Food & Drink

Sweet Mama Sauce

It’s sweet, but spicy. Subtle, but flavorful. New, but classic. 

Looking at a bottle, Sweet Mama Sauce could easily be mistaken for one of the  tens of thousands of types of hot sauces on tables around the world today. But Halifax, MA resident Joe Ethier has managed to put his own fresh spin on a once-niche product that has exploded in popularity and saturated the market over the last five years.

“I don’t like hot sauce,” he said on a recent Tuesday morning while standing over a pot of boiling Fresno chilies. “The ones on the shelf are too vinegary or too peppery, and I wanted to see if I can make one I like.”

And in that, he’s succeeded. Ethier talks about his three hot sauces like they’re his fourth child: He knows everything about them and wants to brag about them to everyone he meets. But it’s not just the chef who can’t get enough, it’s foodies across the South Shore.

“I really love seeing people’s reactions to it. As soon as they taste it they say, ‘Wow, I’ve never had a hot sauce like that,'” Ethier said. “That immediate reaction – they know exactly what they want to go home and put it on – makes all the hours and work worth it.”

Ethier was the head chef at Cheever Tavern in Norwell when he decided to try to make his own version of the famous Nashville Hot Chicken sandwich, which is notorious for it’s vinegar-heavy hot sauce. He wanted to kick it up a notch for his creation – playfully called the Norwell Hot Chicken sandwich – and spent almost two years perfecting the recipe that is now the original Sweet Mama Sauce.

“People would eat the sandwich and as they were paying their tab they’d say, ‘Can I buy that? It’s the best hot sauce I’ve ever had,” he said. “With every table I was bringing in another $10 or $20, and that’s when the entrepreneur in me really took off.”

He left Cheever in December and by January he was making and bottling the original sauce for family and friends, then their family and friends. By the summer he was working the farmers market and festival scene, and since August he has launched two more sauces under the brand, the Black Label habanero and Hots Mayo.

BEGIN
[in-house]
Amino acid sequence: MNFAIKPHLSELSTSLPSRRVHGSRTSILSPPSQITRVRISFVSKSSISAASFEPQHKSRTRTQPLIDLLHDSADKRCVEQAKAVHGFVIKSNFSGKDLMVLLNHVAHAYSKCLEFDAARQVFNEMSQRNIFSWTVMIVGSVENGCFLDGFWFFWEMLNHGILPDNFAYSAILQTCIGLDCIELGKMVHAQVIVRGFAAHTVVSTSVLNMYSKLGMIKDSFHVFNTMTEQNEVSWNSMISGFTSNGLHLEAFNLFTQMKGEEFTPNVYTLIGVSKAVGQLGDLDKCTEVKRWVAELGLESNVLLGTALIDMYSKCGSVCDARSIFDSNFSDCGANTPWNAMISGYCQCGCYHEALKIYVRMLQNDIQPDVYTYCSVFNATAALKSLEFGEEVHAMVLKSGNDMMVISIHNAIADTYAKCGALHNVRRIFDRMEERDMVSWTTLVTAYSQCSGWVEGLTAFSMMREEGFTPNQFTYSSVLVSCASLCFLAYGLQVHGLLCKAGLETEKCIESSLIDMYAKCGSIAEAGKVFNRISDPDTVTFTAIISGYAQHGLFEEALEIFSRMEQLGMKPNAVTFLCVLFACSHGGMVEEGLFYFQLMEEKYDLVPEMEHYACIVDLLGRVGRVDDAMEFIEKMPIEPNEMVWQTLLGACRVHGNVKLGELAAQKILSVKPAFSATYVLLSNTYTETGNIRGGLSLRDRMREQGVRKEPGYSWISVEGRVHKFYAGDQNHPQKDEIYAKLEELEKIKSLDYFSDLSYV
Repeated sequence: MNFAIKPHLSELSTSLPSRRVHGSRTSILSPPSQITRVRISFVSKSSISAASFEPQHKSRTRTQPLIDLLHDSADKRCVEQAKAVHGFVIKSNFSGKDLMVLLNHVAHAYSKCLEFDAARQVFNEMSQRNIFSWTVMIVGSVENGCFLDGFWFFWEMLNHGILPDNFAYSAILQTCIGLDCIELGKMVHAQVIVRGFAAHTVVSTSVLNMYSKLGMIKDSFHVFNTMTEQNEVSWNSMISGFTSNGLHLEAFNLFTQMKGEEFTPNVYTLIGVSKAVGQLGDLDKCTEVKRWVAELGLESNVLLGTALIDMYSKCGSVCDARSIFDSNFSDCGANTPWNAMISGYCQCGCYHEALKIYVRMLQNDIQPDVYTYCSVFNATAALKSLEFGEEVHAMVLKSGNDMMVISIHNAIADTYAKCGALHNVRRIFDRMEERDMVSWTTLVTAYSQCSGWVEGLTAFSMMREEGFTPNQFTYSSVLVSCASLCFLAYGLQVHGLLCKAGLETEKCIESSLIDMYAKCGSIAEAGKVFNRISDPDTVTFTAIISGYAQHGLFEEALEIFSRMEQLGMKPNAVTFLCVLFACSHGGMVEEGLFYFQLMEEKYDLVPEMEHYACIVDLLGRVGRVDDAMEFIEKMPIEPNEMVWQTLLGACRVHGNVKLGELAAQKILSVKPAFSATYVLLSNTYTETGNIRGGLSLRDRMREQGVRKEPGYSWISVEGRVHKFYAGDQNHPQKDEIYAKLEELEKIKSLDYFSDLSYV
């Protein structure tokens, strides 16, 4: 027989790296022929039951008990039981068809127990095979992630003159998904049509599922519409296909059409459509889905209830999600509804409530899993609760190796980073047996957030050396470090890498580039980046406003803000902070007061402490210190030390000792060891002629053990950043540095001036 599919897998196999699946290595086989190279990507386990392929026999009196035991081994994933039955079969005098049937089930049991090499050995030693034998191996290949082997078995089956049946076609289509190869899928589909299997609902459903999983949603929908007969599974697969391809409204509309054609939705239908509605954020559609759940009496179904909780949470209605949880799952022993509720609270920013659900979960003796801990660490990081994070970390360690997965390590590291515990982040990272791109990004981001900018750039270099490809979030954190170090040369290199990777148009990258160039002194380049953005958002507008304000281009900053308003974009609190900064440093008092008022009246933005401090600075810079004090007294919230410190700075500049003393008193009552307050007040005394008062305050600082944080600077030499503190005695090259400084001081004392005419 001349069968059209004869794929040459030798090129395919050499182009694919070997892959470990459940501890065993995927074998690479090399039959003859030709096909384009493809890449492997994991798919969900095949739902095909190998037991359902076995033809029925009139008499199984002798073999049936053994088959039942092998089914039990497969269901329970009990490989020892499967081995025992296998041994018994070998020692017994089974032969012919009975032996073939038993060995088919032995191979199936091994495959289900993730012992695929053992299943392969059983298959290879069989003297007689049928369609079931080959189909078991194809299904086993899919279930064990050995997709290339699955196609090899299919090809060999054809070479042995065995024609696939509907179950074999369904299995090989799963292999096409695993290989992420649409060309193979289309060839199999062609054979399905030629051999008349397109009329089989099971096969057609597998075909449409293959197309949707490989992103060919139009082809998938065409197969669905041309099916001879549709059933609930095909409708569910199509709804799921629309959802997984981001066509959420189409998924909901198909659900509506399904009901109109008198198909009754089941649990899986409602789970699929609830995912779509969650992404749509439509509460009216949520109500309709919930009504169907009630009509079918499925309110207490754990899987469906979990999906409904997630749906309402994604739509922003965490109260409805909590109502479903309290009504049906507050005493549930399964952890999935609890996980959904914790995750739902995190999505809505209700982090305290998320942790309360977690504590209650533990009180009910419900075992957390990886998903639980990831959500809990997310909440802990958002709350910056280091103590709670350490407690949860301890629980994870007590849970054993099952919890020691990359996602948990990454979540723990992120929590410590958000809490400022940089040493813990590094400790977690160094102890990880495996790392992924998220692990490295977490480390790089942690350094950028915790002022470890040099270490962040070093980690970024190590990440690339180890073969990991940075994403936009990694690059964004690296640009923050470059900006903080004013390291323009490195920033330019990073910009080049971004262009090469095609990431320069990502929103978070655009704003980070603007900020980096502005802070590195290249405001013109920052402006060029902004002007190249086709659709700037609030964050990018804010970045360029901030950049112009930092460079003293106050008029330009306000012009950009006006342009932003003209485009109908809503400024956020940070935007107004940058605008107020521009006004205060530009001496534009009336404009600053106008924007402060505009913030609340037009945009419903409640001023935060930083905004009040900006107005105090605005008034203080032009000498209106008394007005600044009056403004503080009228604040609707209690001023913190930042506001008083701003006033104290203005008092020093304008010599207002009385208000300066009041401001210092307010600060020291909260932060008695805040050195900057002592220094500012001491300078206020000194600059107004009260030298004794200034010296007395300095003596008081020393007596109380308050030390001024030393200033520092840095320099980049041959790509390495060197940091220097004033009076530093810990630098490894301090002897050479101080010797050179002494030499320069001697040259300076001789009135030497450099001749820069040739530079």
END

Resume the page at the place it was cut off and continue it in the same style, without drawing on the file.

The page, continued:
They all bear the Sweet Mama name but are distinctly different.

The original is sweet and has a unique flavor Ethier prefers for avocado toast, eggs and breakfast potatoes. The Black Label is made with habanero peppers and isn’t overly spicy. It also lacks the fruit-forward flavor that comes with many habanero sauces. Ethier likes it on fish tacos. The Hots Mayo, which was given an “S” as a homage to what his 3-year-old daughter Stella calls the sauce, he puts on sandwiches, burgers and roasted vegetables.

All the sauces are made with organic, simple ingredients and processed completely by Ethier in rented commercial kitchen spaces. He’s the product designer and tester, chef, package line, accountant, marketing team and face of the brand all rolled into one. 

Owning a small business is not an easy job, but neither was being the head chef of a restaurant, he said. The entrepreneur has big plans for his brand: He wants to make even more sauces and see them on grocery shelves and dining tables across the country.

Ethier has worked in restaurants since before high school, and said his new pursuit allows him to chase what drew him to cooking in the first place.

“I had these great mentors who were showing me all these things and all the passion that could go into food,” he said. “These were grown men coming into work excited and getting to create every day. I thought, ‘Wow, what a cool life.’ Then I jumped in with both feet.” 

Sweet Mama Sauce is for sale online at and at local farmers markets during the season. Each full-size bottle costs $10 and a travel size is $3.

Photos in this post were taken by the wonderfully talented Greg Derr. They were originally published in The Patriot Ledger.

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